Arthur and Michelle…”yes” there will be an agenda made available prior to the meeting. I am meeting climbers before this meeting to get their input to help sharpen the focus and stay on message. In my other life, I am a paid facilitator and value everyone’s time too much (especially after on a long work day, mine included) to waste it with socializing and meandering
Bill…I too do NOT wish to re-invent anything. It seems, at least to me, that this is a natural “next step” in climbing moving from project draws, community draws to steel perma draws and may require more than a tweaking. But I could be wrong. And “yes” I would like to see the RGGCC reestablish the CAC if enough interest can be generated
Hugh…thanks for the taking the first steps of diffusing the situation and getting us moving in a constructive direction. I agree climber behavior is the issue but to change human behavior the new behavior has to be defined, then adequately communicated and then re-enforced either through positive and/or negative re-enforcement. It was my read that we had not “defined” the new behavior, specifically installing steel perma draws v. alum draws v. any draws at the Motherlode, so then we can communicate and start nudging climbers in that direction. Thus the call to meet and define by majority (not perfect) consensus what that behavior would look like.
I suggested a decision making process flexible enough to be applied to all the various land ownership/management (beyond the Lode) but consistent, fair and predictable enough for climbers to get behind. I did so with the continuing need to protect access to climbing still very much a relevant issue (again, hint, hint). I pulled out my notes and found the decision making process and policy for unauthorized routes that the CAC had written and adopted in 2004. It’s a great example of community consensus, responsible action to protect climbing and self-policing, at its best. But that is just the first step, defining the behavior, of a three step process. That leaves communicating and re-enforcing to still be worked out.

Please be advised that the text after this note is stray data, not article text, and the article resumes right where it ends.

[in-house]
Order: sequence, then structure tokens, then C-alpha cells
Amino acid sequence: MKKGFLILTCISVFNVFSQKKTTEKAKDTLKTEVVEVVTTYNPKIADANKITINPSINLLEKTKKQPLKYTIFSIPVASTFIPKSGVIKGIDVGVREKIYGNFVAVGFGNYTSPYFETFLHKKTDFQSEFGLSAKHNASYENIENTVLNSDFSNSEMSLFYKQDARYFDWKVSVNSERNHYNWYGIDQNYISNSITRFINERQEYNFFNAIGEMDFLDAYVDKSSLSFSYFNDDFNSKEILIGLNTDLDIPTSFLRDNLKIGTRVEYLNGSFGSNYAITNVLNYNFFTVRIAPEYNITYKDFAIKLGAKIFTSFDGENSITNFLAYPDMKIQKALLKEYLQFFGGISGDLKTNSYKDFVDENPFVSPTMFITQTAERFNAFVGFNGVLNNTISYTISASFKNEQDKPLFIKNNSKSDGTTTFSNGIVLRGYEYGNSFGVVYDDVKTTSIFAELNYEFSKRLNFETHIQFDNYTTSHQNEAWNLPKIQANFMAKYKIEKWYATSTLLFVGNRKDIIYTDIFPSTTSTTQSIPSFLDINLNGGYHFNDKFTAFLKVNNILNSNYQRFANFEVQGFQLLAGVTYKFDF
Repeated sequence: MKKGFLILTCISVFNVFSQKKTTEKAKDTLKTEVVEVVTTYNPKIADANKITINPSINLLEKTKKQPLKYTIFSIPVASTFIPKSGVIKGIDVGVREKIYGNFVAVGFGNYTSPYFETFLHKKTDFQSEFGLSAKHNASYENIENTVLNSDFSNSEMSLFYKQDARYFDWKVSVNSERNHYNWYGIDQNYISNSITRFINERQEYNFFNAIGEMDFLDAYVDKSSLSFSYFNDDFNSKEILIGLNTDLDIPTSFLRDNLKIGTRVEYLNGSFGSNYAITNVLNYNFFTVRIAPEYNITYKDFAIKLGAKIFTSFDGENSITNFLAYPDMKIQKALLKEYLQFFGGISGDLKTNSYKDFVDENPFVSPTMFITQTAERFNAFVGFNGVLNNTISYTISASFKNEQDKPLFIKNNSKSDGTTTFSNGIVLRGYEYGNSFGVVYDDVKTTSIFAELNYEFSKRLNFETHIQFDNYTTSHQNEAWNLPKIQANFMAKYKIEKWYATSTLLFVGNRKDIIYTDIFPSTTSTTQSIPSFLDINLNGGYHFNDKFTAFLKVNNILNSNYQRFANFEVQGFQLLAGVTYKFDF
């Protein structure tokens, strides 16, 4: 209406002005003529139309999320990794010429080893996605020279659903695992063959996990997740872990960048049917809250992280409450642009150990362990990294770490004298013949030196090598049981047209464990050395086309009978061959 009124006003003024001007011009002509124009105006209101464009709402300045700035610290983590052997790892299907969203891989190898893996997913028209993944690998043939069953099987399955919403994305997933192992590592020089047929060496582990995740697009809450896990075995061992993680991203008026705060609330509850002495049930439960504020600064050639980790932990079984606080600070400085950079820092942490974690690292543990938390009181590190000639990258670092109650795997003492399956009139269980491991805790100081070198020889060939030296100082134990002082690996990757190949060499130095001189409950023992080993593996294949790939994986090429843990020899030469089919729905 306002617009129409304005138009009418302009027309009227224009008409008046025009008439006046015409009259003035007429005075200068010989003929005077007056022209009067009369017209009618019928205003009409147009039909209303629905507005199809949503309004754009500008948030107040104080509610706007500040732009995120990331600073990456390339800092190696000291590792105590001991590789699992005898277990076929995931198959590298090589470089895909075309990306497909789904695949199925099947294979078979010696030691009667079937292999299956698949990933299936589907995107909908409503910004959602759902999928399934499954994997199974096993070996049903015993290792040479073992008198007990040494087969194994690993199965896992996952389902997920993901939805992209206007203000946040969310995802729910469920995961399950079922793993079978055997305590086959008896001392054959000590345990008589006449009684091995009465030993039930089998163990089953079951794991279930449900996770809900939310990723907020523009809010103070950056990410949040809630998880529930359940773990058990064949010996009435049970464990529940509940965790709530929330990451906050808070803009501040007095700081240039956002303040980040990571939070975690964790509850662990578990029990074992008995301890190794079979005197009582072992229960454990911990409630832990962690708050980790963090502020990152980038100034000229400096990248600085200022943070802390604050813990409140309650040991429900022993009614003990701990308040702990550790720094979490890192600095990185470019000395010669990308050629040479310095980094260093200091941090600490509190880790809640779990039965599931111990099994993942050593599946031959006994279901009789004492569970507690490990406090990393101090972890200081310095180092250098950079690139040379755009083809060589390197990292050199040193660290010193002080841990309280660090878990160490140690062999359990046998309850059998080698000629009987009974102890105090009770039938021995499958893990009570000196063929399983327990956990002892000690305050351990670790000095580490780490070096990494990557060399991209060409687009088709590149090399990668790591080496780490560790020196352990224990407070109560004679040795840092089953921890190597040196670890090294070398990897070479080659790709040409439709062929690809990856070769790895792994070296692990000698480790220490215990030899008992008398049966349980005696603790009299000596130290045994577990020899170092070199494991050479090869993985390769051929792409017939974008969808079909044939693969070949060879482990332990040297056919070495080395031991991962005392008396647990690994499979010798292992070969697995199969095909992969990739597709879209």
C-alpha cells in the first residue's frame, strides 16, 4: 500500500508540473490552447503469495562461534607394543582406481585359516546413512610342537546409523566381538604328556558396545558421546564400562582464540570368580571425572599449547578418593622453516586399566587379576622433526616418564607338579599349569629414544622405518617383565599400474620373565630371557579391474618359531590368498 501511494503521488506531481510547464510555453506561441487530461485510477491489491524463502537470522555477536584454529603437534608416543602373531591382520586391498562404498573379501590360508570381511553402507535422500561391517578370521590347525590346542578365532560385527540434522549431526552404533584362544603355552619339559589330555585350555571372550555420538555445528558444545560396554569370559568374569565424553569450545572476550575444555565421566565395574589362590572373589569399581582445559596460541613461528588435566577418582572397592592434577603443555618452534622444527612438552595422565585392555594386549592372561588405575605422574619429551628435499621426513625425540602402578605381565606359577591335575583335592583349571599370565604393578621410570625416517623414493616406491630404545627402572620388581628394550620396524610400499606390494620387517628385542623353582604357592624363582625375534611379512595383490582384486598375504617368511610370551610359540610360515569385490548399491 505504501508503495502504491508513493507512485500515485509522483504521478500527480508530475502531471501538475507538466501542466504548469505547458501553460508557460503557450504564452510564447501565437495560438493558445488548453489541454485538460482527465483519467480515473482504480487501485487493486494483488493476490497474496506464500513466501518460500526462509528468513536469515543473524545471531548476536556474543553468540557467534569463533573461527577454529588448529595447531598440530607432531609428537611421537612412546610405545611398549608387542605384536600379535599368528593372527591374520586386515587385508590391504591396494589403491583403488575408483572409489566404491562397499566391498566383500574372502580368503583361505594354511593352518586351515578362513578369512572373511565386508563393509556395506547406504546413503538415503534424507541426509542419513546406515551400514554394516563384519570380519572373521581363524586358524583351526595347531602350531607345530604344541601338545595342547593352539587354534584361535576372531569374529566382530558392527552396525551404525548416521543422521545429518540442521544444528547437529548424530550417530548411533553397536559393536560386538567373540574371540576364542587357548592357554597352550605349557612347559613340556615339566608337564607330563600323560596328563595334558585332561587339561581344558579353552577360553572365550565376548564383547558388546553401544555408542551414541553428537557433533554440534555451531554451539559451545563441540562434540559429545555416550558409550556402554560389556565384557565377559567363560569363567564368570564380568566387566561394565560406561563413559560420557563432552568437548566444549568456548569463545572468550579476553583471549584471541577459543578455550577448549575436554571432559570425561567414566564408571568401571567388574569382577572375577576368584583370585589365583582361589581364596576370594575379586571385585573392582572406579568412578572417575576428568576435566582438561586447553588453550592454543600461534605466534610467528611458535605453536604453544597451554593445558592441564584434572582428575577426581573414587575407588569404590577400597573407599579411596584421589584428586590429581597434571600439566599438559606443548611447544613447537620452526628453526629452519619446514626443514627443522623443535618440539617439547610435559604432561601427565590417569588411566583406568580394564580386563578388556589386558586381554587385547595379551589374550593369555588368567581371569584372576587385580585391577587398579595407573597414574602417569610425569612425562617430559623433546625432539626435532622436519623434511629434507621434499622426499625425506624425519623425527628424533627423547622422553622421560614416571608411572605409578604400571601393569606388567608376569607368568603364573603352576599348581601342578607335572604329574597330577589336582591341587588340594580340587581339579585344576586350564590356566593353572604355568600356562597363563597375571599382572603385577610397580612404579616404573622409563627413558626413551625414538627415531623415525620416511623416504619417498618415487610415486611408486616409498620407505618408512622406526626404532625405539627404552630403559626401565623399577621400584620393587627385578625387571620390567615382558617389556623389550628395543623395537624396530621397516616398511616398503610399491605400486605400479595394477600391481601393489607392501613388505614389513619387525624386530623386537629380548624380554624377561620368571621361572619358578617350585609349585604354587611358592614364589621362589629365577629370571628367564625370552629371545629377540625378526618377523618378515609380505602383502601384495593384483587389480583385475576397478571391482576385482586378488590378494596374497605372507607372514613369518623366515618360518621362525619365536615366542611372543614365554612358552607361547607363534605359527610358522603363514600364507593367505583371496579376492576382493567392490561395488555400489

Bob…I am sorry for you and other land owners who do have to endure the thoughtless and selfish acts of others. You are correct Rec Use Statues will not shield you from a lawsuit, you would still have to defend against it. I completely agree personal responsibility is always the best policy for all things climbing thus my reference to the Express Assumption of Risk doctrine. “No,” no climbing group trumps the land owners wishes or directions nor can it supersede or alleviate liability.
Matt…I agree the increase in numbers is probably the root of the problem and what has brought all of this to a head. Draws have been hanging (somewhere) in the Red for a while, now. Whereas SOME percentage of undesirable climber behavior can be tolerated/absorbed, increase the number of climbers, you increase the behavior and we increase the pressure to deal with it, as well.
I agree, we are victims of our own good fortune to be blessed with such phenomenal rock. Yes, it is tempting to fantasize about ways to suppress the numbers. Yes, I am mad at all the ways the Red has become popular and popularized and long for the quiet and solitude that we can only reminisce about. But the humans who are lucky enough to live in closer proximity to this rock are not any more privileged than anyone else. Yes, I grouse all the time about those “other” climbers messing things up for us “locals” but I know I have no more right to the rock than anyone else, only more incentive to protect it since it is so damn good and close